(March 8, 2019) A shocking report from Kaiser Health News has found that the FDA hides thousands of medical device problems from patients and their doctors. The FDA has, for nearly two decades, allowed medical device companies to file reports of injuries and malfunctions outside the well-known public database known as MAUDE, Manufacturer And User Device Experience Database. The FDA, in effect, has been shown to keep at least two separate sets of books. One set is a heavily-censored, incomplete public set accessible to patients and providers. The other set is a private and much more complete set (and therefore, of course, more truthful and relevant), accessible only to some medical device manufacturers.
“No matter how cynical you get, you just can’t keep up.” – Lilly Tomlin
“Alternative Summary Reporting” Subterfuge
The FDA’s bookkeeping subterfuge – which the agency euphemistically calls “alternative summary reporting” – seriously compromises any legitimacy the FDA and MAUDE may have offered, which is an alarming development, to say the least. Many medical experts have trusted the FDA and MAUDE to identify problems that could put patients in peril.
FDA records provided to KHN show that more than 480,000 injuries or malfunctions were reported through the alternative summary reporting program in 2017. That means no doctors or patients saw those reports, or that they saw only a tiny fraction of them if they were similar to other reports made on the same type of device.
Dangerous Devices Lead to Secret Program
According to officials with FDA at the time, “alternative summary reporting” began two decades ago to cut down on redundant paperwork. Former FDA official David Kessler said the program took shape after scandals over under-reporting of device problems spurred changes that allowed criminal penalties against medical device companies.
Thousands of injury and malfunction reports began coming to the agency each month. Kessler said some 15 staff members reviewed them. He said many reports were so similar that reviewing them individually was “mind-numbing.” Kessler went to the FDA’s legal department and to device makers for a solution. Medical device makers then wrote their own ticket; they would be able to seek a special “exemption” to avoid reporting certain complications to the public database. The manufacturers would instead send the FDA a spreadsheet of injury or malfunctions each quarter, half-year, or year. Nobody but the FDA would be able to put the actual injury numbers together after that, or the total number of adverse events. The agency would no longer share those real numbers with the public, with patients and medical providers.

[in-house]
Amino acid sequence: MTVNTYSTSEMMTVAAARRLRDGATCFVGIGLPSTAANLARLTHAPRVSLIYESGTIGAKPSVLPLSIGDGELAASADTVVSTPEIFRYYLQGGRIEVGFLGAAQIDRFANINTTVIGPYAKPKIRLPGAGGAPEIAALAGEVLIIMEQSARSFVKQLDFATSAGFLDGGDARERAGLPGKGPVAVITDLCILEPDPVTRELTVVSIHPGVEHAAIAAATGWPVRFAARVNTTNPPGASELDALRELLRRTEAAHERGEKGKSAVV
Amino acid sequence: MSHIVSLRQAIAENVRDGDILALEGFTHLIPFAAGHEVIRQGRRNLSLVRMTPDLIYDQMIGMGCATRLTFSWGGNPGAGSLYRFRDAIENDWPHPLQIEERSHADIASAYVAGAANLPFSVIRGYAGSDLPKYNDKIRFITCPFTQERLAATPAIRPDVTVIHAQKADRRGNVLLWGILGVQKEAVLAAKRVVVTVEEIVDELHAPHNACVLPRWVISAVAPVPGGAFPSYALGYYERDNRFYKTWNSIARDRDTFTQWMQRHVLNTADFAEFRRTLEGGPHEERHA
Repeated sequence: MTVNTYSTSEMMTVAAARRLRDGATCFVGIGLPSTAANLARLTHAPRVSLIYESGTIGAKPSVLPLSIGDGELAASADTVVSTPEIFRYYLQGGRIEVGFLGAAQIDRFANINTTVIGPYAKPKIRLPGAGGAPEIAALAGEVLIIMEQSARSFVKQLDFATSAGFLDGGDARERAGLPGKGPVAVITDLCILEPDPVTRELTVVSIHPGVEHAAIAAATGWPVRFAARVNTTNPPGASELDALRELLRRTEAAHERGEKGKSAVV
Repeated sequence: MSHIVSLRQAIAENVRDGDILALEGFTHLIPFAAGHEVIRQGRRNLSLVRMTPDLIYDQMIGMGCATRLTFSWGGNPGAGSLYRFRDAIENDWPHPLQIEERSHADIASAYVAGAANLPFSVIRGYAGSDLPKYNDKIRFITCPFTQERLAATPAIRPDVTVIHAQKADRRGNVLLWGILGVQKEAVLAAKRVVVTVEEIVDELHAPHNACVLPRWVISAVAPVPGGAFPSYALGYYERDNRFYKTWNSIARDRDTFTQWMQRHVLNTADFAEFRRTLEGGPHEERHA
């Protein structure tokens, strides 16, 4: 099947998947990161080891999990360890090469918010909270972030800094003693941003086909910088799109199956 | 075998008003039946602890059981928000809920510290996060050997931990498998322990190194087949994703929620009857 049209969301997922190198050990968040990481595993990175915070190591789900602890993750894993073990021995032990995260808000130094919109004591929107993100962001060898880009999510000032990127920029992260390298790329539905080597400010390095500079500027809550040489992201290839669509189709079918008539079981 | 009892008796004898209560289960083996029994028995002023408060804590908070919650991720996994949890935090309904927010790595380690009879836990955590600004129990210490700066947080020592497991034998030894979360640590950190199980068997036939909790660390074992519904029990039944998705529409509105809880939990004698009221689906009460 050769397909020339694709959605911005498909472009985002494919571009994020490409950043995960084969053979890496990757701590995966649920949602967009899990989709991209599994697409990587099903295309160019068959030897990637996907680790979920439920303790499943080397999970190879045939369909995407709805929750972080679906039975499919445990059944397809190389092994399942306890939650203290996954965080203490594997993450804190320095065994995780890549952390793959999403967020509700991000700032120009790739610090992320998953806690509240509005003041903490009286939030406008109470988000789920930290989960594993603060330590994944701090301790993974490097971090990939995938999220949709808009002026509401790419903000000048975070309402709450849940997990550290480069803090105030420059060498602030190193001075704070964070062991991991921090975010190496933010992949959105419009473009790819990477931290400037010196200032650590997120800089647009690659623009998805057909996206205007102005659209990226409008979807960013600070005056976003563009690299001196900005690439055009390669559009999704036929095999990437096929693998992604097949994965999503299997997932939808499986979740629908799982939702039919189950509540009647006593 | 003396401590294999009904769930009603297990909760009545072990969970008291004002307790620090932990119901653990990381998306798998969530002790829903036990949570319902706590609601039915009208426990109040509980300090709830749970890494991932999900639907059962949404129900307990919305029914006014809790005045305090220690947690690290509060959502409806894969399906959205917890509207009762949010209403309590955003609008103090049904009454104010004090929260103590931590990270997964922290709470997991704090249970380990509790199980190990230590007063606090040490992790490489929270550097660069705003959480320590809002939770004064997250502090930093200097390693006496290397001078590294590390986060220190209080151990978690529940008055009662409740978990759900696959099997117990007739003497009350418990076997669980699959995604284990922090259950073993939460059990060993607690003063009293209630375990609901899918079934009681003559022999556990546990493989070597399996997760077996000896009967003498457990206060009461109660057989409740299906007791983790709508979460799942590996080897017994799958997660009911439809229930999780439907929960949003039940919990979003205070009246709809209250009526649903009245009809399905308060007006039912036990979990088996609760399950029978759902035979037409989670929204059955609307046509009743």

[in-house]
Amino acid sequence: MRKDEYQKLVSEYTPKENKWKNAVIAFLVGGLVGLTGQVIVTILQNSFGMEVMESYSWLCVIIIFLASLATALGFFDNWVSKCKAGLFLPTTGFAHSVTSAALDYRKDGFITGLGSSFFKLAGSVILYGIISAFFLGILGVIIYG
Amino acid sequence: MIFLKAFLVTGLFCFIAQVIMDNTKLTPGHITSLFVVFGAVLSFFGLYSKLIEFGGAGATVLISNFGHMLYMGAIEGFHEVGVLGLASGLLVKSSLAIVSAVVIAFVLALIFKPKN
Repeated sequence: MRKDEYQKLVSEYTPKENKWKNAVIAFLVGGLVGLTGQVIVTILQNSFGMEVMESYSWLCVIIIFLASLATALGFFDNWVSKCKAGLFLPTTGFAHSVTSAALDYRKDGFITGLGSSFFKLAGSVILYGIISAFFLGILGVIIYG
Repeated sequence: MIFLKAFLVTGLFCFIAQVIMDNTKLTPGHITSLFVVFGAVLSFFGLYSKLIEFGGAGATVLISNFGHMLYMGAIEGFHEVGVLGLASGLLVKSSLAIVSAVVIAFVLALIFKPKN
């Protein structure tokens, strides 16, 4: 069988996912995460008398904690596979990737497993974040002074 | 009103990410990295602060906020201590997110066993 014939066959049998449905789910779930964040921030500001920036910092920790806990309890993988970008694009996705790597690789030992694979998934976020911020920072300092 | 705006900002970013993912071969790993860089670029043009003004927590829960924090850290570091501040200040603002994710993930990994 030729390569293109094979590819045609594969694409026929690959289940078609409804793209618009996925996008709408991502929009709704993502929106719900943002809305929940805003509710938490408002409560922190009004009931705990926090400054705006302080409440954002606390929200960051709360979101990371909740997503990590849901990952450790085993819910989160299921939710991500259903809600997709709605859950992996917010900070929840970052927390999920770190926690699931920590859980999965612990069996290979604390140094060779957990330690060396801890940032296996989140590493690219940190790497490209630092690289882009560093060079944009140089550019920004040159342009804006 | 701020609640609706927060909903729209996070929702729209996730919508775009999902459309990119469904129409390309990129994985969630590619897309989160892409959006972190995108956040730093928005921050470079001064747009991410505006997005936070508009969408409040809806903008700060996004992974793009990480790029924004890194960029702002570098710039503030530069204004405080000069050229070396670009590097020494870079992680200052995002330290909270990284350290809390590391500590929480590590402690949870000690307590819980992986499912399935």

Kessler said reviewers could then quickly look for new problems or spikes in known issues. (They would no longer be bogged down by actual reports, real numbers, total adverse events and injuries that were “redundant.” ) When the program launched in 2000, the list of exempted devices was made public and only a few devices were involved, according to Kessler.
Few people even within the FDA knew about the program then or now, and that list Kessler mentions as being public then is no longer public. We do know, however, that transvaginal mesh makers are now part of it, able to hide the actual number of women injured by the controversial plastic mesh used for pelvic organ prolapse and stress urinary incontinence.
Starting in September, KHN filed Freedom of Information Act requests for “exemption” agreements and reports for several medical devices. Health and Human Services officials denied an appeal to provide some of the records quickly, concluding there was no “compelling need” for haste. For one request, the records were estimated to arrive in 22 months.
The FDA did provide some top-level data. It shows that from 2014 through 2017, the overall number of alternative summary reports filed by device makers rose from 431,000 to 481,000.
The Kaiser Health News story suggests the FDA’s reporting deception was not uncovered until a surgeon performed his due diligence after a device he had used failed.
Dr. Douglas Kwazneski experienced a stapler malfunction during a liver surgery. He then researched other possible adverse events involving the stapler. He checked the FDA’s MAUDE database. He found “there was nothing.” But then he surveyed leading surgeons. Two-thirds of them told him they had also experienced stapler malfunctions, or they knew a peer who had.